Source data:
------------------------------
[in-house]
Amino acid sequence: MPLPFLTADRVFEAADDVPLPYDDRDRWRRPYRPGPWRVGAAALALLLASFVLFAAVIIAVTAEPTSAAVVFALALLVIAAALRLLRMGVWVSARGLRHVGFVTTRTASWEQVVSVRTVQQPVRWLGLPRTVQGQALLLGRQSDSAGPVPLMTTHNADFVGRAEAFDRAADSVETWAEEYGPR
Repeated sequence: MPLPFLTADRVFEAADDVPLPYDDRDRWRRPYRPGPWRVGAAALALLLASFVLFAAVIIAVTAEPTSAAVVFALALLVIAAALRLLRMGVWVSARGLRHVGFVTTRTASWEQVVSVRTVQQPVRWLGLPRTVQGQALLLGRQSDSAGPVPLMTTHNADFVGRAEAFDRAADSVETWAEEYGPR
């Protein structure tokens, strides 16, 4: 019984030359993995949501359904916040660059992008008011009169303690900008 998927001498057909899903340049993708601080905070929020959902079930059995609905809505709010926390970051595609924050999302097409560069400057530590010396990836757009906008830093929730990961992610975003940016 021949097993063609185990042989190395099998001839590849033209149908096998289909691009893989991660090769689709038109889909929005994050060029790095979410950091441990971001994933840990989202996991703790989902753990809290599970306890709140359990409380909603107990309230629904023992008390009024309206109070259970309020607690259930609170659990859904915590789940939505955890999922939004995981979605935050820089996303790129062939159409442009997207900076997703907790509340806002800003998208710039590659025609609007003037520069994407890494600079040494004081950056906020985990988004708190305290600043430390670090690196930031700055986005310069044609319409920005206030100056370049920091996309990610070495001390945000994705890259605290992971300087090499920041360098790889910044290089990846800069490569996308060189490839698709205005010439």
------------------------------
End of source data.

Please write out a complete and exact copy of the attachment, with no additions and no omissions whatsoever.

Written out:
[in-house]
Amino acid sequence: MPLPFLTADRVFEAADDVPLPYDDRDRWRRPYRPGPWRVGAAALALLLASFVLFAAVIIAVTAEPTSAAVVFALALLVIAAALRLLRMGVWVSARGLRHVGFVTTRTASWEQVVSVRTVQQPVRWLGLPRTVQGQALLLGRQSDSAGPVPLMTTHNADFVGRAEAFDRAADSVETWAEEYGPR
Repeated sequence: MPLPFLTADRVFEAADDVPLPYDDRDRWRRPYRPGPWRVGAAALALLLASFVLFAAVIIAVTAEPTSAAVVFALALLVIAAALRLLRMGVWVSARGLRHVGFVTTRTASWEQVVSVRTVQQPVRWLGLPRTVQGQALLLGRQSDSAGPVPLMTTHNADFVGRAEAFDRAADSVETWAEEYGPR
């Protein structure tokens, strides 16, 4: 019984030359993995949501359904916040660059992008008011009169303690900008 998927001498057909899903340049993708601080905070929020959902079930059995609905809505709010926390970051595609924050999302097409560069400057530590010396990836757009906008830093929730990961992610975003940016 021949097993063609185990042989190395099998001839590849033209149908096998289909691009893989991660090769689709038109889909929005994050060029790095979410950091441990971001994933840990989202996991703790989902753990809290599970306890709140359990409380909603107990309230629904023992008390009024309206109070259970309020607690259930609170659990859904915590789940939505955890999922939004995981979605935050820089996303790129062939159409442009997207900076997703907790509340806002800003998208710039590659025609609007003037520069994407890494600079040494004081950056906020985990988004708190305290600043430390670090690196930031700055986005310069044609319409920005206030100056370049920091996309990610070495001390945000994705890259605290992971300087090499920041360098790889910044290089990846800069490569996308060189490839698709205005010439």